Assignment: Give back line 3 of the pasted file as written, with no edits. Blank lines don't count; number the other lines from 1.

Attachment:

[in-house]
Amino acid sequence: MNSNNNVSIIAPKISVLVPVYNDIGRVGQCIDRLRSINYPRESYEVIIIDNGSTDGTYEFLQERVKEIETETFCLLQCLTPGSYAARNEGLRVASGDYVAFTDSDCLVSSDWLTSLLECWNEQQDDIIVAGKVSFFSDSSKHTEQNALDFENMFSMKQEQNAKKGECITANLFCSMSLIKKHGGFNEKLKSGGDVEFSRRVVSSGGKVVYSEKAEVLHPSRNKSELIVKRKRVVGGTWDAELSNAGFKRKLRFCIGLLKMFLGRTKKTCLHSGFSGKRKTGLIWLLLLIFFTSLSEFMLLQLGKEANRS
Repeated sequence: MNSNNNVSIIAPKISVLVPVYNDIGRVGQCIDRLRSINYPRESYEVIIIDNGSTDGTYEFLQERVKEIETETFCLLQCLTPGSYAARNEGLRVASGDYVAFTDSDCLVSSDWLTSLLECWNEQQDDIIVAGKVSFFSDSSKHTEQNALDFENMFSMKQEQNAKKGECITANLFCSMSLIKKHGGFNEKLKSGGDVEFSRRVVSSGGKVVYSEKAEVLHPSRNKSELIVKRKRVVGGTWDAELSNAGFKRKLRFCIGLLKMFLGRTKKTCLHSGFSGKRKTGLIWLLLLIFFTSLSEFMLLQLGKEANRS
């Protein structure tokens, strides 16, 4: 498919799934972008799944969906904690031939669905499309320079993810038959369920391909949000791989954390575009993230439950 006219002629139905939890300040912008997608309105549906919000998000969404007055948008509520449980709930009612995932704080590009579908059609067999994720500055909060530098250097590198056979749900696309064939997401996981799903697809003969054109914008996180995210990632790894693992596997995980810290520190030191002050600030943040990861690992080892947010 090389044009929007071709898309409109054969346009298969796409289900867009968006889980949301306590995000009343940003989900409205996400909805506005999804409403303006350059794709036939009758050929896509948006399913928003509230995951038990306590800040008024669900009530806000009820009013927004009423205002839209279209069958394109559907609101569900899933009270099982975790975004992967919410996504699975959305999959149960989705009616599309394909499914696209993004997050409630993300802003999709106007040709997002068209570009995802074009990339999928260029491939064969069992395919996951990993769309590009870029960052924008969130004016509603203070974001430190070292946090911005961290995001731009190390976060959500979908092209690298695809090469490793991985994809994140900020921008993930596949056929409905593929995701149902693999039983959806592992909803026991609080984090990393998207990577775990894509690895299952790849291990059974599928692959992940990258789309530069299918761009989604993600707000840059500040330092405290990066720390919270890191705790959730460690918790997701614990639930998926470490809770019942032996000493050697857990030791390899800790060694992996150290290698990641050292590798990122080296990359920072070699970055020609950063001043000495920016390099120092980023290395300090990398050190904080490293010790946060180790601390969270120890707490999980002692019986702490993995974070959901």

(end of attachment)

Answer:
Repeated sequence: MNSNNNVSIIAPKISVLVPVYNDIGRVGQCIDRLRSINYPRESYEVIIIDNGSTDGTYEFLQERVKEIETETFCLLQCLTPGSYAARNEGLRVASGDYVAFTDSDCLVSSDWLTSLLECWNEQQDDIIVAGKVSFFSDSSKHTEQNALDFENMFSMKQEQNAKKGECITANLFCSMSLIKKHGGFNEKLKSGGDVEFSRRVVSSGGKVVYSEKAEVLHPSRNKSELIVKRKRVVGGTWDAELSNAGFKRKLRFCIGLLKMFLGRTKKTCLHSGFSGKRKTGLIWLLLLIFFTSLSEFMLLQLGKEANRS